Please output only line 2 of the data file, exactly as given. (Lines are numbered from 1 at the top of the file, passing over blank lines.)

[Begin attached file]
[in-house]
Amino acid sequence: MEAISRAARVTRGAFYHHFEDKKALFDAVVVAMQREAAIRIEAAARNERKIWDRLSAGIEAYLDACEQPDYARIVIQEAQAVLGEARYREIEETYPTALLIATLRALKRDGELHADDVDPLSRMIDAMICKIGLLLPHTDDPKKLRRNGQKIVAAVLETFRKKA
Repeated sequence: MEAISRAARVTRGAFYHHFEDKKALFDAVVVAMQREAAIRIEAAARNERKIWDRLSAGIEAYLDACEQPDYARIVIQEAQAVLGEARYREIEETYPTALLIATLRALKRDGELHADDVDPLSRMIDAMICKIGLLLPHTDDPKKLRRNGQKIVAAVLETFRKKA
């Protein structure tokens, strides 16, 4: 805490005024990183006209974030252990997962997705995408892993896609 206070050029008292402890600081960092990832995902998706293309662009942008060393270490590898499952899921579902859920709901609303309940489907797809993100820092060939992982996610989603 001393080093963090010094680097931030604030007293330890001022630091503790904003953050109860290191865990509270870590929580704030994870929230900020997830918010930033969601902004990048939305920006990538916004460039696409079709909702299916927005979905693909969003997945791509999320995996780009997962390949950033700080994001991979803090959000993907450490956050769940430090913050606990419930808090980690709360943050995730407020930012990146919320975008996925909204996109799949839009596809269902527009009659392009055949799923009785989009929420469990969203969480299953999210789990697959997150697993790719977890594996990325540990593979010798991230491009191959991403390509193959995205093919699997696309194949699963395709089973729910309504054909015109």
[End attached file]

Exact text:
Amino acid sequence: MEAISRAARVTRGAFYHHFEDKKALFDAVVVAMQREAAIRIEAAARNERKIWDRLSAGIEAYLDACEQPDYARIVIQEAQAVLGEARYREIEETYPTALLIATLRALKRDGELHADDVDPLSRMIDAMICKIGLLLPHTDDPKKLRRNGQKIVAAVLETFRKKA